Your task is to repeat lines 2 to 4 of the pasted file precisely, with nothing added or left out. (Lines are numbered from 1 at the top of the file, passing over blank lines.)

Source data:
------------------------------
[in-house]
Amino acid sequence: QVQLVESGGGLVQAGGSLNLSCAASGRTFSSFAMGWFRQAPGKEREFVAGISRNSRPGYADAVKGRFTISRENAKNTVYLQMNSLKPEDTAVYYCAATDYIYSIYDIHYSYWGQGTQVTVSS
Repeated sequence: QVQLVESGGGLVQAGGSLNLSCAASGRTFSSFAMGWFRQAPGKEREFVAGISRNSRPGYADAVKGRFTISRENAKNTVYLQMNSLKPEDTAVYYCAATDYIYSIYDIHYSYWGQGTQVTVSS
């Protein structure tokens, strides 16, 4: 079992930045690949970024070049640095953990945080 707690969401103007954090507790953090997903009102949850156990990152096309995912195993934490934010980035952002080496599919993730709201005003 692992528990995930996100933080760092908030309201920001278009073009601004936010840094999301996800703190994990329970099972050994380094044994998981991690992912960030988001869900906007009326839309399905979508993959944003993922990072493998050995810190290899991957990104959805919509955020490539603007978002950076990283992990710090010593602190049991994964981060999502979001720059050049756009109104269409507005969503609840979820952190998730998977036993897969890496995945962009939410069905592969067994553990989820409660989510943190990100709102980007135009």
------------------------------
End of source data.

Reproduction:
Amino acid sequence: QVQLVESGGGLVQAGGSLNLSCAASGRTFSSFAMGWFRQAPGKEREFVAGISRNSRPGYADAVKGRFTISRENAKNTVYLQMNSLKPEDTAVYYCAATDYIYSIYDIHYSYWGQGTQVTVSS
Repeated sequence: QVQLVESGGGLVQAGGSLNLSCAASGRTFSSFAMGWFRQAPGKEREFVAGISRNSRPGYADAVKGRFTISRENAKNTVYLQMNSLKPEDTAVYYCAATDYIYSIYDIHYSYWGQGTQVTVSS
């Protein structure tokens, strides 16, 4: 079992930045690949970024070049640095953990945080 707690969401103007954090507790953090997903009102949850156990990152096309995912195993934490934010980035952002080496599919993730709201005003 692992528990995930996100933080760092908030309201920001278009073009601004936010840094999301996800703190994990329970099972050994380094044994998981991690992912960030988001869900906007009326839309399905979508993959944003993922990072493998050995810190290899991957990104959805919509955020490539603007978002950076990283992990710090010593602190049991994964981060999502979001720059050049756009109104269409507005969503609840979820952190998730998977036993897969890496995945962009939410069905592969067994553990989820409660989510943190990100709102980007135009």